The cards are laid out in seven overlapping rows of seven cards each, all facing upward except the first three cards of the first three rows, which make the Shield of nine cards faced downward. The three cards left over are added to the first three vertical columns.

Build on the bottom cards of the rows in downward sequence by suits.

Any card facing upward may be transferred to a bottom card of its own suit ranking one higher but all the cards below it in the column must be moved with it without shifting their order. If, for example, S-3 is at the bottom of the fourth column and S-2 is anywhere in the sixth column, all the cards of the sixth column below it are transferred with S-2 to the bottom of the fourth column.

Only kings, alone or with the cards below them in a column, may be transferred to vacant spaces in the upper row.

Kings may be placed upon aces of their own suits if advantageous.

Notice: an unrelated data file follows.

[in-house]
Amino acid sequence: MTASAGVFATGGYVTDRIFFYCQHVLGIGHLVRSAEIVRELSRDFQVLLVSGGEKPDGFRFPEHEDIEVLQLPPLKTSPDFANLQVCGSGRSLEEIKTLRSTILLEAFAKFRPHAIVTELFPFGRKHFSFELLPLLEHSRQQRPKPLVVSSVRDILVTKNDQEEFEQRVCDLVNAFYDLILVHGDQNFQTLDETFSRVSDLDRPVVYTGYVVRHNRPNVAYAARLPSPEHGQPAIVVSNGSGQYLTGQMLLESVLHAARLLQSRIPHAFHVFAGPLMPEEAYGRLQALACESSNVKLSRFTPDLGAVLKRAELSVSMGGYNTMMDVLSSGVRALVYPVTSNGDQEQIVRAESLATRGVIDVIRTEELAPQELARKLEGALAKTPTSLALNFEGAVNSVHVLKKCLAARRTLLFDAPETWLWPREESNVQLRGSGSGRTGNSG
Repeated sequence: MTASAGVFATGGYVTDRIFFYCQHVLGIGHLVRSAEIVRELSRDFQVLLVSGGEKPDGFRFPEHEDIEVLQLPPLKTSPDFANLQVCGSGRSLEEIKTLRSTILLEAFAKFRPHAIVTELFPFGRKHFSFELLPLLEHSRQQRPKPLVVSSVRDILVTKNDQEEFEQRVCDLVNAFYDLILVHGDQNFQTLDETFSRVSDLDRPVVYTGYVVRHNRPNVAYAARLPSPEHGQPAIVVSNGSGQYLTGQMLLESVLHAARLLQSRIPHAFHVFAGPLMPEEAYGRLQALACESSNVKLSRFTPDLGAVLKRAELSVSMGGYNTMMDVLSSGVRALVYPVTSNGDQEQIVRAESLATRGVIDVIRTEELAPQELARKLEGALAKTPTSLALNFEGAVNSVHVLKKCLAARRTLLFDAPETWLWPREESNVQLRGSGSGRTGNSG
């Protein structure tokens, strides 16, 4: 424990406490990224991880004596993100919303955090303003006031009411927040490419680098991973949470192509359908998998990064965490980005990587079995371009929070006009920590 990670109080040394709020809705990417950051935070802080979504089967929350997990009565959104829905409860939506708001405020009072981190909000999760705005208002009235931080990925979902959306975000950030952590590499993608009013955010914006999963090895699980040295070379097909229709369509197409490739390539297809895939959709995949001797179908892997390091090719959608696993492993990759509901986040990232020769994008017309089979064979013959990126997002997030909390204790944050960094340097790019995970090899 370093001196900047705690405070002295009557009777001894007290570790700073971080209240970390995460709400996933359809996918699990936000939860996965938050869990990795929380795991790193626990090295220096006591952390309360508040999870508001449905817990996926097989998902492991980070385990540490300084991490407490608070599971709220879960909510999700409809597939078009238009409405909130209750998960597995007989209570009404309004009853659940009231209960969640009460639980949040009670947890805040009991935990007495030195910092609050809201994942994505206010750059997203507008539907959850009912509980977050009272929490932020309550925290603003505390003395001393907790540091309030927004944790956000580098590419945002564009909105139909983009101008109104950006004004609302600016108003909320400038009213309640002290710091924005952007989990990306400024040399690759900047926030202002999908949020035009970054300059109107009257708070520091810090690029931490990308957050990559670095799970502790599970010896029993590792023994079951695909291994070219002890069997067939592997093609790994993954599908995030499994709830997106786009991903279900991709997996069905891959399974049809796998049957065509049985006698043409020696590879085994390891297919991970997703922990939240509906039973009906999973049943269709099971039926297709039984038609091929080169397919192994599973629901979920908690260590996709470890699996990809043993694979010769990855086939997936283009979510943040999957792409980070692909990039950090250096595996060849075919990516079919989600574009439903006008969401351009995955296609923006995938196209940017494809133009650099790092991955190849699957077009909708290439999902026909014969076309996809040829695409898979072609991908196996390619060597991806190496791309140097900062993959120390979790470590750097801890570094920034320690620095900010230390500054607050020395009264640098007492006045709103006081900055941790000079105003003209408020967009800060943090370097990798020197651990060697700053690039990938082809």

The nine cards laid face downward in the Shield are turned over as they become bottom cards in their own columns.

If the game is won, you have left four columns, each a suit in sequence from king to ace.

If you do not drop the long lines of cards that are sometimes to be moved together and so produce confusion confounded, this is an interesting game, requiring a combination of luck and skill.

The Beleaguered Castle

The complete suits must be built up from their aces.

Deal two columns of four cards each facing upward, with space between the columns for the aces.

Place the aces in this central column as they are turned up.

Deal the rest of the pack on the original eight cards, overlapping them so that they extend out to the left and right of the central column. There will be six cards in each pile.

Build down on the bottom cards regardless of suit; that is any knave on any queen, any four on any five, etc.

Build up on the aces in suits. Move only one card at a time. When any row is played out completely, its space may be filled in with any card.

A game requiring skill as well as good luck. Difficult but intriguing.